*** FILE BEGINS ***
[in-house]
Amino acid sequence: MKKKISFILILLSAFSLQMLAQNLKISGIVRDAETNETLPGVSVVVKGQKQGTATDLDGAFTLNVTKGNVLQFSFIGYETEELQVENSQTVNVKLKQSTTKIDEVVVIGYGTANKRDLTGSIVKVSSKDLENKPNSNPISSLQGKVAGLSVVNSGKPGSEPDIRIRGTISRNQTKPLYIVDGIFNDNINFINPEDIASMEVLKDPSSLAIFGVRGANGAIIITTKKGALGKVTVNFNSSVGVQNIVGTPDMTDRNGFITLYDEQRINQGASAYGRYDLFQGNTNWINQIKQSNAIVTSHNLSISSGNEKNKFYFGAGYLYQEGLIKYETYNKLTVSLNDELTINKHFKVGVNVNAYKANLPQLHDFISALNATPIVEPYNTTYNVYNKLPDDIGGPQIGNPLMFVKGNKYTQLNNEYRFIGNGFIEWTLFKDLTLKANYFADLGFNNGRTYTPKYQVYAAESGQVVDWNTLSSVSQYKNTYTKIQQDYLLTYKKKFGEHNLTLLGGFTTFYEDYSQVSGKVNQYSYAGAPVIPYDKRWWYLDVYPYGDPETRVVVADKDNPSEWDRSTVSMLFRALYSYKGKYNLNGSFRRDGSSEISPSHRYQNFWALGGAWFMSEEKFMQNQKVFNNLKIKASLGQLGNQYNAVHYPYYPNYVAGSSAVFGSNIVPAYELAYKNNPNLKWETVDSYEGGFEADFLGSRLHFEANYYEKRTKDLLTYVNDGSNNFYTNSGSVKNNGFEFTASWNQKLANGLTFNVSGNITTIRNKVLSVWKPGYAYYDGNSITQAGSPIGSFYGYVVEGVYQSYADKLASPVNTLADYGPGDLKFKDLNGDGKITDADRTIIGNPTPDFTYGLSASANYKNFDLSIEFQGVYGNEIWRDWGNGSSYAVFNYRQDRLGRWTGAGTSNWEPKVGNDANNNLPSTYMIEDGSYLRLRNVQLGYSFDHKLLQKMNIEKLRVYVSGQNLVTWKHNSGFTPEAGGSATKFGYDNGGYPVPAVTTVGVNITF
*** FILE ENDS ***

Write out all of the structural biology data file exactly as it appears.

[in-house]
Amino acid sequence: MKKKISFILILLSAFSLQMLAQNLKISGIVRDAETNETLPGVSVVVKGQKQGTATDLDGAFTLNVTKGNVLQFSFIGYETEELQVENSQTVNVKLKQSTTKIDEVVVIGYGTANKRDLTGSIVKVSSKDLENKPNSNPISSLQGKVAGLSVVNSGKPGSEPDIRIRGTISRNQTKPLYIVDGIFNDNINFINPEDIASMEVLKDPSSLAIFGVRGANGAIIITTKKGALGKVTVNFNSSVGVQNIVGTPDMTDRNGFITLYDEQRINQGASAYGRYDLFQGNTNWINQIKQSNAIVTSHNLSISSGNEKNKFYFGAGYLYQEGLIKYETYNKLTVSLNDELTINKHFKVGVNVNAYKANLPQLHDFISALNATPIVEPYNTTYNVYNKLPDDIGGPQIGNPLMFVKGNKYTQLNNEYRFIGNGFIEWTLFKDLTLKANYFADLGFNNGRTYTPKYQVYAAESGQVVDWNTLSSVSQYKNTYTKIQQDYLLTYKKKFGEHNLTLLGGFTTFYEDYSQVSGKVNQYSYAGAPVIPYDKRWWYLDVYPYGDPETRVVVADKDNPSEWDRSTVSMLFRALYSYKGKYNLNGSFRRDGSSEISPSHRYQNFWALGGAWFMSEEKFMQNQKVFNNLKIKASLGQLGNQYNAVHYPYYPNYVAGSSAVFGSNIVPAYELAYKNNPNLKWETVDSYEGGFEADFLGSRLHFEANYYEKRTKDLLTYVNDGSNNFYTNSGSVKNNGFEFTASWNQKLANGLTFNVSGNITTIRNKVLSVWKPGYAYYDGNSITQAGSPIGSFYGYVVEGVYQSYADKLASPVNTLADYGPGDLKFKDLNGDGKITDADRTIIGNPTPDFTYGLSASANYKNFDLSIEFQGVYGNEIWRDWGNGSSYAVFNYRQDRLGRWTGAGTSNWEPKVGNDANNNLPSTYMIEDGSYLRLRNVQLGYSFDHKLLQKMNIEKLRVYVSGQNLVTWKHNSGFTPEAGGSATKFGYDNGGYPVPAVTTVGVNITF